Posted: 10 Jan 2012
Date Written: December 2011
Deterrence theory and criminal justice policy hold that punishment enhances compliance and deters future criminal activity. Empirical research, however, is decidedly mixed, with some studies finding that punishment weakens compliance, some finding that sanctions have no effect on compliance, and some finding that the effect of sanctions depends on moderating factors. In this review, we do not consider whether sanctions affect compliance but instead consider the conditions under which sanctions affect compliance. Specifically, we focus on understanding the kinds-of-people dimension of sanctions and deterrence to include individual differences (in social bonding, morality, discount rate, impulsivity, social network position, decision-making competence) and situational differences (in emotions, alcohol/drug use). Upon reviewing the empirical evidence, we identify important gaps for theoretical and empirical work and comment on how this work relates to public policy.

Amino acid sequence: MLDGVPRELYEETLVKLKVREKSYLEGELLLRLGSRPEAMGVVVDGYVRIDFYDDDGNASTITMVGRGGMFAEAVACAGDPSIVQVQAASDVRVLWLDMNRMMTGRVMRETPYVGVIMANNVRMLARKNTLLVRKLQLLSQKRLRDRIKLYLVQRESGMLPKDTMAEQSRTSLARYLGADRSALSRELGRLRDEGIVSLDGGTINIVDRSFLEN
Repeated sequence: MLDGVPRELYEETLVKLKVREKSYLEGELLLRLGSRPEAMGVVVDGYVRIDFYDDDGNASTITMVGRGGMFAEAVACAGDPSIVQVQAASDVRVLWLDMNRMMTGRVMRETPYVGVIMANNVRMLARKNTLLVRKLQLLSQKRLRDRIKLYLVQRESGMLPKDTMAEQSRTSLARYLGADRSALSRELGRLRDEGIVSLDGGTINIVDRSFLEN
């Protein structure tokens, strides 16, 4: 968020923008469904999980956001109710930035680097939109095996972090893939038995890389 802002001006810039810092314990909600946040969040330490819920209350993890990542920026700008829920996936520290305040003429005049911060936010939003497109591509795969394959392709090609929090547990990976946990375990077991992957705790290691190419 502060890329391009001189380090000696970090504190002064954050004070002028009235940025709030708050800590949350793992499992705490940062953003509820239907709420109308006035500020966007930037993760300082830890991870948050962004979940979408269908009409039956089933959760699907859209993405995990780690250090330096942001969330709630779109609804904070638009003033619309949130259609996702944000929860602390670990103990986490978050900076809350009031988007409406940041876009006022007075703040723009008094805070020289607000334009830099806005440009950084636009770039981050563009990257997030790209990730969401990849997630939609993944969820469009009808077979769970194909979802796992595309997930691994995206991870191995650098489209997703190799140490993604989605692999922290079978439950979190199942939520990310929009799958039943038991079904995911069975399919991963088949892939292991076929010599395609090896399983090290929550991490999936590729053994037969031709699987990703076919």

Suggested Citation: Suggested Citation
Piquero, Alex R. and Paternoster, Raymond and Pogarsky, Greg and Loughran, Thomas, Elaborating the Individual Difference Component in Deterrence Theory (December 2011). Annual Review of Law and Social Science, Vol. 7, pp. 335-360, 2011. Available at SSRN: https://ssrn.com/abstract=1982340 or http://dx.doi.org/10.1146/annurev-lawsocsci-102510-105404